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Artist shares ‘The COVID Rosary,’ other works at church


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SAN DIEGO – A unique rosary inspired by the COVID-19 pandemic is among three artistic creations on exhibit in the narthex of Our Mother of Confidence Church.

Artist Esther Delao, who has long found the rosary to be “a source of hope and strength,” was inspired to make her rosary by the pandemic.

“I was thinking of the devastation of this disease … and how we all suffer, whether we’ve been ill or we have someone that we know that has been ill,” she said.

In place of beads, the rosary is composed of small crosses. Each of the 50 Hail Mary’s represents 50,000 people who have died from COVID-19; collectively, they represent the more than 2.5 million people worldwide who have lost their lives to the coronavirus. The color scheme of gray, yellow and red comes from the predominant colors in representations of the microscopic virus.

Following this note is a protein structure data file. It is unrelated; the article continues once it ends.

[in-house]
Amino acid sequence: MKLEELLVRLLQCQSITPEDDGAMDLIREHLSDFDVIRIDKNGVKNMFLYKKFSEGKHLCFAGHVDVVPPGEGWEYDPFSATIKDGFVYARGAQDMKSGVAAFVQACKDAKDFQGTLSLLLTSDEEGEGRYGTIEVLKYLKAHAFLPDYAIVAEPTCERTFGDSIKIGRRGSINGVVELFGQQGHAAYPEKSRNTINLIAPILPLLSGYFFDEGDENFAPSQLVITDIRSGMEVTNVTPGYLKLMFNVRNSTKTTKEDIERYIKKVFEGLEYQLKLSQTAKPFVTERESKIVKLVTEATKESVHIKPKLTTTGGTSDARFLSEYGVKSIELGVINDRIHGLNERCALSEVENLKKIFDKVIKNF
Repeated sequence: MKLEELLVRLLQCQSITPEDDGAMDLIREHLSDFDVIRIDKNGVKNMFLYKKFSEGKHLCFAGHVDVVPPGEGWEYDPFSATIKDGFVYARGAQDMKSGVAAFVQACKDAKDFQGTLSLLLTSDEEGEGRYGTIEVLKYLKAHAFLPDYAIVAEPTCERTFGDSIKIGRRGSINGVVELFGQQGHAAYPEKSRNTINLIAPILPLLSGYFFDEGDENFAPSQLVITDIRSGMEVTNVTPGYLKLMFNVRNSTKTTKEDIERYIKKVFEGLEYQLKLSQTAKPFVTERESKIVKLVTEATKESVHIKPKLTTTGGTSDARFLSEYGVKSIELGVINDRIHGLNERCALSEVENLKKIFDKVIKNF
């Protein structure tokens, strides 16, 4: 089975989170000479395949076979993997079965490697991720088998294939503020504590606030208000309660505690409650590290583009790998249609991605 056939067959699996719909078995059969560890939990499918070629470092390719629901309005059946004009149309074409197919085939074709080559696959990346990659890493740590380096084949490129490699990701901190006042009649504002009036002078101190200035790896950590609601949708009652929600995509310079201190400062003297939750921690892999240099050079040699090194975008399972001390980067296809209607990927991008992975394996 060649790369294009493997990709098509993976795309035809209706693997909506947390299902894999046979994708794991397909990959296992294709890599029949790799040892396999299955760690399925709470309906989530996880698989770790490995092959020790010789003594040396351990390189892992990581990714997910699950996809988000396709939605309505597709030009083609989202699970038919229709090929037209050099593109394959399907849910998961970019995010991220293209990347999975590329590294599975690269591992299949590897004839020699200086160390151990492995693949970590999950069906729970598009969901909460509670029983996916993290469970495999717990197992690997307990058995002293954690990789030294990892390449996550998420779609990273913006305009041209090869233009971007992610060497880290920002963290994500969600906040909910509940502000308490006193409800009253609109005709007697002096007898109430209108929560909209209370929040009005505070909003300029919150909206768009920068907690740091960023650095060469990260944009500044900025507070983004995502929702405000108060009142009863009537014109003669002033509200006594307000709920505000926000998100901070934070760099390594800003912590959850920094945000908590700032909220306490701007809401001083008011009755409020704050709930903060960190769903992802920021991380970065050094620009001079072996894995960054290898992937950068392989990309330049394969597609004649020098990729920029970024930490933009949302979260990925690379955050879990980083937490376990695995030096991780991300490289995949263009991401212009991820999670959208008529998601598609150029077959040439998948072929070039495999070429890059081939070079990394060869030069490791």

In Our Mother of Confidence Church, “The COVID Rosary” can be seen hanging from another of Delao’s artworks: Titled “Gift,” it is a large wooden cross adorned with an assortment of items, all of which have symbolic meaning.

The cross’ adornments include small crosses in honor of those most in need of mercy, small nails that represent our daily offenses, small twigs with white ribbon and sprigs of baby’s breath symbolizing victims of abortion, and more. Strands of lights extending from the cross to the floor symbolize the hope of the Resurrection.

“The idea [is] that we bring everything to the cross … and there’s transformation,” Delao said.

“The COVID Rosary” and “Gift” have been on display since Ash Wednesday, Feb. 17; easels beside them feature detailed explanations of their symbolic meaning. On March 17, they were joined by “The Agony,” Delao’s oil painting of the Agony in the Garden on a 5-by-6-foot canvas.

The exhibition is expected to continue through Holy Week, providing parishioners and others with an opportunity to gaze upon them and engage in Lenten reflection.

Delao hopes that visitors will reflect on “the brokenness, not only of the world, but their own brokenness, and thereby know that there’s hope in coming to the cross.”

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